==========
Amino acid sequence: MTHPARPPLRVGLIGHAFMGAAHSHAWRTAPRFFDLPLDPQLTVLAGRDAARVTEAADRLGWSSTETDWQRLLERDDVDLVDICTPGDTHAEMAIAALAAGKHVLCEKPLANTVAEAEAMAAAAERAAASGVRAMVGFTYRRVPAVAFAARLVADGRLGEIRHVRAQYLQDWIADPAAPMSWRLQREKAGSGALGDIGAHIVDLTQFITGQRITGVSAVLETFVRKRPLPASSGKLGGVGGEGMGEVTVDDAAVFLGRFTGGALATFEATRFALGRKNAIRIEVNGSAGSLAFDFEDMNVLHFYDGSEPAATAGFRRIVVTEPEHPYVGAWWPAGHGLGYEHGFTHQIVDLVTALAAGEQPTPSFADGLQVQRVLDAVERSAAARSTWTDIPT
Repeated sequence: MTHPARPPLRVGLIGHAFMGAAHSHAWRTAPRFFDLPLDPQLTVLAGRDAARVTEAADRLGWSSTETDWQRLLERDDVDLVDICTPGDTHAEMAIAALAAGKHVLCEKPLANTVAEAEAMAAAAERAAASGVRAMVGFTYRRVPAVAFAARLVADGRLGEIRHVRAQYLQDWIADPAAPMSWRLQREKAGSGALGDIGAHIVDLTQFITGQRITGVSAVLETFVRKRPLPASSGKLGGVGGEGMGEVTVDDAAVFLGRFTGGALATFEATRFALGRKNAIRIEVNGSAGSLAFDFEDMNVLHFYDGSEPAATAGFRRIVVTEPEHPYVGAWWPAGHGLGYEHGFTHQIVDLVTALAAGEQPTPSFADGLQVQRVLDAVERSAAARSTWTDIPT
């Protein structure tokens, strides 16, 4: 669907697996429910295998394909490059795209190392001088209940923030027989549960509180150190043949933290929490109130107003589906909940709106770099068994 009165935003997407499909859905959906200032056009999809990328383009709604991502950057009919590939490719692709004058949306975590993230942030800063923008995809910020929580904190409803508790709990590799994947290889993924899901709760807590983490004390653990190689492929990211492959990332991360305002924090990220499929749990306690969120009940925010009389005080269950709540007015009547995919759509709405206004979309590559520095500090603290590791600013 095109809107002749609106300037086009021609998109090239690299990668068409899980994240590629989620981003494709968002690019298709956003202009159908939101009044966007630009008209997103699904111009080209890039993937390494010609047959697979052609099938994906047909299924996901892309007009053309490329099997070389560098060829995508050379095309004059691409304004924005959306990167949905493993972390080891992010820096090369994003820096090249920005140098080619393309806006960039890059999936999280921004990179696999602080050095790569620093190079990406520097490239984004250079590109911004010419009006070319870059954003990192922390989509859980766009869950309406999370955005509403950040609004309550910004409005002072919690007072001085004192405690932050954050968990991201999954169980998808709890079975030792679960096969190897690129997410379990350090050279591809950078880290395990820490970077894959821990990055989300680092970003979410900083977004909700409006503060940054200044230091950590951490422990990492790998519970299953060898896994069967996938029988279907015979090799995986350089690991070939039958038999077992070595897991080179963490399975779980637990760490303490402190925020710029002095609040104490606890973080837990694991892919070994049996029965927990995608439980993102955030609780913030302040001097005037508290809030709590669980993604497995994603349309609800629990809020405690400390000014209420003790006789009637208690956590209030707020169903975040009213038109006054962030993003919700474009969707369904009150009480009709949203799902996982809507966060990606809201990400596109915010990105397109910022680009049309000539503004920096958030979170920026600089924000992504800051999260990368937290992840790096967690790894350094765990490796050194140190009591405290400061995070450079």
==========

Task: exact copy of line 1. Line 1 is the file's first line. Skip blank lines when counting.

Amino acid sequence: MTHPARPPLRVGLIGHAFMGAAHSHAWRTAPRFFDLPLDPQLTVLAGRDAARVTEAADRLGWSSTETDWQRLLERDDVDLVDICTPGDTHAEMAIAALAAGKHVLCEKPLANTVAEAEAMAAAAERAAASGVRAMVGFTYRRVPAVAFAARLVADGRLGEIRHVRAQYLQDWIADPAAPMSWRLQREKAGSGALGDIGAHIVDLTQFITGQRITGVSAVLETFVRKRPLPASSGKLGGVGGEGMGEVTVDDAAVFLGRFTGGALATFEATRFALGRKNAIRIEVNGSAGSLAFDFEDMNVLHFYDGSEPAATAGFRRIVVTEPEHPYVGAWWPAGHGLGYEHGFTHQIVDLVTALAAGEQPTPSFADGLQVQRVLDAVERSAAARSTWTDIPT